Full Name of Child:

Nick Name:


Date Received:


Do you have the Birth Certificate?

What is the Service Plan for this child?

Do you have the Medical Card?

Does the child have clothes/other possessions?

What is the legal state of the child?

Caseworker Name:

Caseworker Number:

Caseworker after-hours number:

Supervisor’s Name:

Supervisor Number:

Supervisor after-hours number:

What is the estimated length of time the child will be in our home?

Reason child was in the system:

Where is the child coming from? Own home? Another foster home?

Why did he/she have to leave?

What progress have the biological parents made toward reunification?



What Day? Time? How often?

Can the time be changed if necessary?

Who will provide transportation?

Does the child have other siblings in the foster care system?


Date of most recent exam:

Does the child need medical care? If so, what kind?


So, we are quietly preparing and I’m bracing myself to take on this busy time of year!



4 thoughts on “3rd Rep and 3 Weeks

  1. That’s such good news. I would also ask if there are any challenging behaviours that they are aware of.
    We also take in children between 3 and 8 (we actually do birth to 13) and here children are required to be in a car seat until they are 8 years of age/certain height/weight, so we had one in the car ready to go that is suitable for that age range. Gave us time to shop around and find the best car seat for our needs.
    I’m surprised by the bunk beds. We’re not allowed to use bunk beds here for fostering children under 9 years because of the number of children that are injured falling/jumping from them.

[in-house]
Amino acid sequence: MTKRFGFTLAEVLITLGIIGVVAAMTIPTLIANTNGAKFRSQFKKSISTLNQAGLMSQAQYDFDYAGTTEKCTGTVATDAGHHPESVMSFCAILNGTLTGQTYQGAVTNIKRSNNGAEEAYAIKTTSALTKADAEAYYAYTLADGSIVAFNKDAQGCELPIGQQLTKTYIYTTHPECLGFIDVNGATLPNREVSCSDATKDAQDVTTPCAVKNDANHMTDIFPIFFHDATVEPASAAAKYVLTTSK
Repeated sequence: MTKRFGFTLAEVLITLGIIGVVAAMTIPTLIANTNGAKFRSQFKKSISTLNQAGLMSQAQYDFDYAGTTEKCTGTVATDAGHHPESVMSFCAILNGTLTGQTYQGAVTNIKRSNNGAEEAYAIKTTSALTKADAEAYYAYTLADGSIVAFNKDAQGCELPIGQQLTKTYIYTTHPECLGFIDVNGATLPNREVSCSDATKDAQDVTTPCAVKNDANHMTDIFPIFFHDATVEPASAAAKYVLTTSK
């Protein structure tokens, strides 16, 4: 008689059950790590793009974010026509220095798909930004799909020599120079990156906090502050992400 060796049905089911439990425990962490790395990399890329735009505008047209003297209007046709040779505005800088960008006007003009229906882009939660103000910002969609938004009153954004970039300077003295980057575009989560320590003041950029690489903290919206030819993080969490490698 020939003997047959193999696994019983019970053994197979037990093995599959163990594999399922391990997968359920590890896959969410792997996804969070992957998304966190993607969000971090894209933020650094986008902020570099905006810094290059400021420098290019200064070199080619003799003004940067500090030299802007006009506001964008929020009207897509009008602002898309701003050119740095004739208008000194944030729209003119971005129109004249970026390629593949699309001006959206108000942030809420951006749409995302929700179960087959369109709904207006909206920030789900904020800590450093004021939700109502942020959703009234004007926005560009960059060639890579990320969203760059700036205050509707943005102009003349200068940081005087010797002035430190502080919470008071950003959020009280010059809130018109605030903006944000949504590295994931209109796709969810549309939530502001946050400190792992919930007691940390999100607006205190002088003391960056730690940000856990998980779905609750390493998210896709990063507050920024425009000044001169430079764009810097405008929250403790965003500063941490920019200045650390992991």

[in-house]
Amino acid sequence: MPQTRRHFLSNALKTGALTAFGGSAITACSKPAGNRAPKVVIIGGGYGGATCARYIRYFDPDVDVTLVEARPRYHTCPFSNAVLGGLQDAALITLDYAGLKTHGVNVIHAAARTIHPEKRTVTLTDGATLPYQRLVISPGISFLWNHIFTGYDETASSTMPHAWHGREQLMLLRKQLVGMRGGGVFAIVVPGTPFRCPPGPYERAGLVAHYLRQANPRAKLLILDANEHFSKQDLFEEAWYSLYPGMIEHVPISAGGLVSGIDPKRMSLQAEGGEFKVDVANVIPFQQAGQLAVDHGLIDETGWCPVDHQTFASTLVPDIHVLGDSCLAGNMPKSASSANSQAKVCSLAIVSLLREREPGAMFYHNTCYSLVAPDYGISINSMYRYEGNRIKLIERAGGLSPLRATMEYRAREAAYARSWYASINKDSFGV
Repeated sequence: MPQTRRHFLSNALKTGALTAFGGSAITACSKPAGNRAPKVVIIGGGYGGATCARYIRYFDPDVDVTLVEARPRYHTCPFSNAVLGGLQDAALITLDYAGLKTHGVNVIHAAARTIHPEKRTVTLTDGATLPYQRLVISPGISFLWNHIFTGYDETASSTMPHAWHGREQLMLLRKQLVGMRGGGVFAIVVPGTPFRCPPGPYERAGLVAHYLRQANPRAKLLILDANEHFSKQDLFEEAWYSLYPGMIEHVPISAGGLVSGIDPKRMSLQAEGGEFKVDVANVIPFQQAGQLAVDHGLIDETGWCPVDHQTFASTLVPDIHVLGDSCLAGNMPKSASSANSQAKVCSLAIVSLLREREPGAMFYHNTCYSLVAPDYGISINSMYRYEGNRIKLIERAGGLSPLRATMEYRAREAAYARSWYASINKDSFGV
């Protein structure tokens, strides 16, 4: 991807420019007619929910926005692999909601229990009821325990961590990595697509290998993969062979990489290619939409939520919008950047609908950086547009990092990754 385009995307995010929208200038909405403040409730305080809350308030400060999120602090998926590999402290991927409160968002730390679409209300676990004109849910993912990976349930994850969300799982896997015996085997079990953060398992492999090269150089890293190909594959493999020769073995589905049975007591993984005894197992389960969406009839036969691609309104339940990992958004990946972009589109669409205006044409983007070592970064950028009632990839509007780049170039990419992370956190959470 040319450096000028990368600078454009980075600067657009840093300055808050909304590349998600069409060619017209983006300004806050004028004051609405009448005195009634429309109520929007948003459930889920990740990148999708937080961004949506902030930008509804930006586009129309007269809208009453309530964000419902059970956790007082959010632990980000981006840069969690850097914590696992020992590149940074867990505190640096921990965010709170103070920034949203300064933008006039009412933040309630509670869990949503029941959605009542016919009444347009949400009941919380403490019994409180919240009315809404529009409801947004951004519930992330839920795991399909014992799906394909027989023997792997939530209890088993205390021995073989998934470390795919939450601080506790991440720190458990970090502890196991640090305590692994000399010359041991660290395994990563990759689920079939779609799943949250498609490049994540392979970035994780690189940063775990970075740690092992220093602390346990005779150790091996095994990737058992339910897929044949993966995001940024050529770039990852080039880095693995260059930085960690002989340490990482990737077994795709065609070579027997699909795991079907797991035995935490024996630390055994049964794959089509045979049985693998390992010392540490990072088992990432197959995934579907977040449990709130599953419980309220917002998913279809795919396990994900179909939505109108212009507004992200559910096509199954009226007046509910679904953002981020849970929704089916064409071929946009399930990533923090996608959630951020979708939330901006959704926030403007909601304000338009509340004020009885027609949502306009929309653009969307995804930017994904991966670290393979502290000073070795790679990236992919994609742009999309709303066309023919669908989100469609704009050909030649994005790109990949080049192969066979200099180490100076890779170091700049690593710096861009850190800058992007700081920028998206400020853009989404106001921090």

That’s why I love blogging, seeing all the differences in providing foster care around the world.

    • Great info! We weren’t given any ages for the bunk beds but if we end up with two that are younger there’s room for a mattress on the floor for a while. There are similar car seat regulations here as well. It’s still difficult. A three year old is very different from an eight year old. We are definitely flying by the seat of our pants!

      • Our car seat is convertible so it can do from 3 – 8. Wasn’t cheap but it’s handy.
        The bunk bed rules might be different from state to state and country to country. Where we are, it’s over 9.

  2. Go to stuff:
    Blocks or duplo type toys ( Legos if they’re older but you’re not looking at that right now)
    Cars/ optional track
    Coloring books/ crayons
    Books – don’t worry about reading level, you’ll probably end up doing a lot of reading aloud which is great for both bonding and development. They will love pictures even if they can’t read yet.
    Big ABCs of some kind, we had the foam letters that go together like a puzzle and the letters pop out too – great for playing but also gets them familiar with the letters and they can do matching to get the letter back in it’s block and eventually can put them in ABC order.

    Yes, I’m a teacher and love toys that foster creativity and are educational (shhh, don’t tell the kids that!).

    Those are my favorites for that age.